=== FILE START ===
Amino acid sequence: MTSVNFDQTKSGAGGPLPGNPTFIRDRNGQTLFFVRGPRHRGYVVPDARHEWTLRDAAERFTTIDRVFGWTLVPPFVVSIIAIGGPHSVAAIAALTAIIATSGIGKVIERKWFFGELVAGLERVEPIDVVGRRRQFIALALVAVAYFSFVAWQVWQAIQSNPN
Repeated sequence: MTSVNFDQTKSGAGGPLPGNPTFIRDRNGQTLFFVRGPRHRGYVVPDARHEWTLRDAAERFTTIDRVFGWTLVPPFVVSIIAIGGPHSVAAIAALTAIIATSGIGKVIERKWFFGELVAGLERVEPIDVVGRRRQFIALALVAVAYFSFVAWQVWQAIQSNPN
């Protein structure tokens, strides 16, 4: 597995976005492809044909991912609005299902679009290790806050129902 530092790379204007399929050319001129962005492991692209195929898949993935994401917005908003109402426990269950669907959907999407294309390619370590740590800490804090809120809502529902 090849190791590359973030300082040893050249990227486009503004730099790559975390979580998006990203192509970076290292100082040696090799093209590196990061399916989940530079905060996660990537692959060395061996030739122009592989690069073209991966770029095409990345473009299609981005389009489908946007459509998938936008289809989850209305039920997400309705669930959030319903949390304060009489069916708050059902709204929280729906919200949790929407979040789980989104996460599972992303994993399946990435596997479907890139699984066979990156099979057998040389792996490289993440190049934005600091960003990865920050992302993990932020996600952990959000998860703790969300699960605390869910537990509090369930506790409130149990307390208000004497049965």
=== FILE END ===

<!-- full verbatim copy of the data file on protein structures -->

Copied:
Amino acid sequence: MTSVNFDQTKSGAGGPLPGNPTFIRDRNGQTLFFVRGPRHRGYVVPDARHEWTLRDAAERFTTIDRVFGWTLVPPFVVSIIAIGGPHSVAAIAALTAIIATSGIGKVIERKWFFGELVAGLERVEPIDVVGRRRQFIALALVAVAYFSFVAWQVWQAIQSNPN
Repeated sequence: MTSVNFDQTKSGAGGPLPGNPTFIRDRNGQTLFFVRGPRHRGYVVPDARHEWTLRDAAERFTTIDRVFGWTLVPPFVVSIIAIGGPHSVAAIAALTAIIATSGIGKVIERKWFFGELVAGLERVEPIDVVGRRRQFIALALVAVAYFSFVAWQVWQAIQSNPN
């Protein structure tokens, strides 16, 4: 597995976005492809044909991912609005299902679009290790806050129902 530092790379204007399929050319001129962005492991692209195929898949993935994401917005908003109402426990269950669907959907999407294309390619370590740590800490804090809120809502529902 090849190791590359973030300082040893050249990227486009503004730099790559975390979580998006990203192509970076290292100082040696090799093209590196990061399916989940530079905060996660990537692959060395061996030739122009592989690069073209991966770029095409990345473009299609981005389009489908946007459509998938936008289809989850209305039920997400309705669930959030319903949390304060009489069916708050059902709204929280729906919200949790929407979040789980989104996460599972992303994993399946990435596997479907890139699984066979990156099979057998040389792996490289993440190049934005600091960003990865920050992302993990932020996600952990959000998860703790969300699960605390869910537990509090369930506790409130149990307390208000004497049965």